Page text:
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LINQ is an acronym for Language Integrated Query. It is Microsoft’s .NET Framework component. Traditionally before the c# LINQ introduction, developers have to learn multiple languages for retrieving and saving data for different data sources. For example, if you want to retrieve data from SQL or Oracle database you must learn some basics of SQL query language, and for retrieving data from XML files you need to learn XML parsers.

LINQ provides a standardized query language to query different data sources. You can retrieve and save data into SQL/Oracle database with the same code. Also, LINQ contains a set of extension methods that allow us to directly query data source objects to filter, group, join results. There are various LINQ enabled data sources that support query through LINQ like a collection of objects, databases or XML files. We can easily query and retrieve data from any object that implements the IEnumerable interface.

Here is the pictorial representation of the LINQ workflow with different variations:


Advantages of LINQ

  1. LINQ offers an object-based, language-integrated way to query over data irrespective of the source of data. So through LINQ, we can query databases, XML, and collections.
  2. Compile-time type checking and dynamic query composition.
  3. LINQ queries are easier to debug.
  4. It allows you to query on collections like arrays, enumerable classes, etc on any of the language you use in your application like VB or C#. This is much the same way as you would query a database using normal SQL.
  5. It also supports sorting, filtering, ordering, grouping.

Types of Linq

Various types of LINQ that are available in C# and are :

  • LINQ to Objects: It allows you to query any kind of C# in-memory objects, like arrays, lists, generic lists, and other collection types. LINQ to object query returns an IEnumerable collection.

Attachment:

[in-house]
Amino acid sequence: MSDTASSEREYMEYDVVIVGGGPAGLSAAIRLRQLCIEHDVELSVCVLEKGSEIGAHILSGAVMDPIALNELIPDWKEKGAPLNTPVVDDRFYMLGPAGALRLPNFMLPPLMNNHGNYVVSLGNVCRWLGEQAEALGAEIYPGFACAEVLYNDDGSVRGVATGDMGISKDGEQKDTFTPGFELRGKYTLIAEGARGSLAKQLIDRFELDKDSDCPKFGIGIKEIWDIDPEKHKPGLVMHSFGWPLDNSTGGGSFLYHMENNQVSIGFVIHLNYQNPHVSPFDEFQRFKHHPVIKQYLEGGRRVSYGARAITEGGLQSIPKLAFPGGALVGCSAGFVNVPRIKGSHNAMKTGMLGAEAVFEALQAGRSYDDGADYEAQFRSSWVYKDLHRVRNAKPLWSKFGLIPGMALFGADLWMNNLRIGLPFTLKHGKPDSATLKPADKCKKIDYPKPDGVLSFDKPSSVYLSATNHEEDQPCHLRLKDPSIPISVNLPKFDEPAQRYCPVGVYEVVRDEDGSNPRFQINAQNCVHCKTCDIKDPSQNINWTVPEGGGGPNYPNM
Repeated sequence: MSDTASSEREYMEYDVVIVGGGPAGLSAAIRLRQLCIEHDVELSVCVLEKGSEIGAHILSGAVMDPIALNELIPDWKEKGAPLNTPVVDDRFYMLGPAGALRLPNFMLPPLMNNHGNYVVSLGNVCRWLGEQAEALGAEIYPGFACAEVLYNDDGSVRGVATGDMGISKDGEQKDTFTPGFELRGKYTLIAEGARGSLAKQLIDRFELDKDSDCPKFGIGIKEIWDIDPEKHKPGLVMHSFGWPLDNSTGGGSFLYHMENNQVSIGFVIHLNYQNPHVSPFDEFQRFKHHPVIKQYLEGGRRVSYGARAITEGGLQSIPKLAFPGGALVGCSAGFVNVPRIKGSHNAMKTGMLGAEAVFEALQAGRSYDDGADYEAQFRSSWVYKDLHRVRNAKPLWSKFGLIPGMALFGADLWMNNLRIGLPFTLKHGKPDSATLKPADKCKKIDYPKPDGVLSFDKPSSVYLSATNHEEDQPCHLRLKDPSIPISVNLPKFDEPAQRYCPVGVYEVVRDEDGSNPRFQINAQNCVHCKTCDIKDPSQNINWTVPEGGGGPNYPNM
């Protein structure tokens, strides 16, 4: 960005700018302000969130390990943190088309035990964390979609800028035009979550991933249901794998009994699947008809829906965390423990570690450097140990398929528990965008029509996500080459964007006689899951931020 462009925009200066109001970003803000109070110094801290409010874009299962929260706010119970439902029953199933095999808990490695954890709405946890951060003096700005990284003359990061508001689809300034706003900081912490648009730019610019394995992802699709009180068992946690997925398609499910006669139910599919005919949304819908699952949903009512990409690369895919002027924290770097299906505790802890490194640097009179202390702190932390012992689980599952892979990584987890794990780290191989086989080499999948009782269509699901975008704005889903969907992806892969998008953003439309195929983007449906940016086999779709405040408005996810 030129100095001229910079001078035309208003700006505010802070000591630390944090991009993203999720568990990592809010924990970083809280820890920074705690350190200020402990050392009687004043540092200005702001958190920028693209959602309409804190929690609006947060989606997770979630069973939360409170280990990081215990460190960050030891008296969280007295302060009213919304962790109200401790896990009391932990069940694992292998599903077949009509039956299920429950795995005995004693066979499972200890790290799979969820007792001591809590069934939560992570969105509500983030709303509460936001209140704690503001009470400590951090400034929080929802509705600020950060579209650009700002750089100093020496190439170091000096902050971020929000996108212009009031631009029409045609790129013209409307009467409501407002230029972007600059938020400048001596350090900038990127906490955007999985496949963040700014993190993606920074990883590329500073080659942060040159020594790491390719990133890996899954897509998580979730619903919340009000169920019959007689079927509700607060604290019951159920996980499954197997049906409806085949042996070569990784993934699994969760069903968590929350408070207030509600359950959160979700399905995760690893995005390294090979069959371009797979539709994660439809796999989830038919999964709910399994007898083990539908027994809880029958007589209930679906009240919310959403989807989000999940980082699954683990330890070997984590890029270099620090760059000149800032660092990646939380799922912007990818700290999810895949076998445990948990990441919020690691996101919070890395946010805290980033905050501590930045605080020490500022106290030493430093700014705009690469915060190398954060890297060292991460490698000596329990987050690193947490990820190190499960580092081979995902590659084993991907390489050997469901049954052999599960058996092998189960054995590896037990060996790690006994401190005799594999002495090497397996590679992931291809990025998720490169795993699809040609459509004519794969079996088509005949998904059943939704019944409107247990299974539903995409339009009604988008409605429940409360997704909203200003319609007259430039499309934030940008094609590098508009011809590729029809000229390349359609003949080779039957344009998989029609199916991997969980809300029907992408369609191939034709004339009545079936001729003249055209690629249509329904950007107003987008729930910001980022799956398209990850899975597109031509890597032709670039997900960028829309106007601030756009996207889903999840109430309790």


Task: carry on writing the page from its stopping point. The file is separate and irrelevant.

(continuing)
• LINQ to XML(XLINQ): Using this we can query, modify XML document and also save the document after modification.
  • LINQ to DataSet
  • LINQ to Entities

There are two ways in which we can write queries in LINQ :

  • Using Query Syntax
  • Using Method Syntax

LINQ Query Syntax in C#

Query syntax consists of a set of clauses written in a declarative syntax and looks very similar to SQL Queries. The .NET Framework CLR does not understand these queries. Hence, they are translated to method syntax at compile time.

Let’s look at a Query syntax example –

int[] Num_arr= { 5,6,7,8,9,0 };
IEnumerable result = from numbers in Num_arr
where numbers >7
select numbers;

Here in the above syntax example, we are simply using an integer array which is having some number elements and we will print the array elements whose value is greater than 7.
So, here in this example, we are printing the selected data from the ‘Num’ integer array based on where condition applied using where clause we. In the output, we will get the elements from Num integer array where numbers value greater than 7 i.e in output we get 8,9.

Every LINQ query operation has three steps :

  1. Obtain the data source.
  2. Create the query.
  3. Execute the query.

The example above shows how the three parts of a query operation are expressed in source code. Here we have used an integer array as a data source. Similar methods apply to other data sources too.

LINQ Method Syntax in C#

In LINQ, Method Syntax uses extension methods included in the Enumerable or Queryable static classes. It is also termed as Method Extension Syntax or Fluent.
However, the compiler converts the query syntax in method syntax at compile time.
Let’s look at a Method syntax example –

List query_list = new List() {
"This is my Dog",
"Name of my Dog is Robin",
"This is my Cat",
"Name of the cat is Mewmew"

var result_list = query_list.Where(s => s.Contains(“Dog”));

Here result_list is the query variable which stores the result of the query expression. In the output list, we are getting those strings that do not contain “Dog” in it. We have used Where() method to filter the data source according to the lambda expression given in the Where() method. (s => s.Contains(“Dog”)).

After executing the query using for each loop we will get following in the output:

This is my Dog
Name of my Dog is Robin

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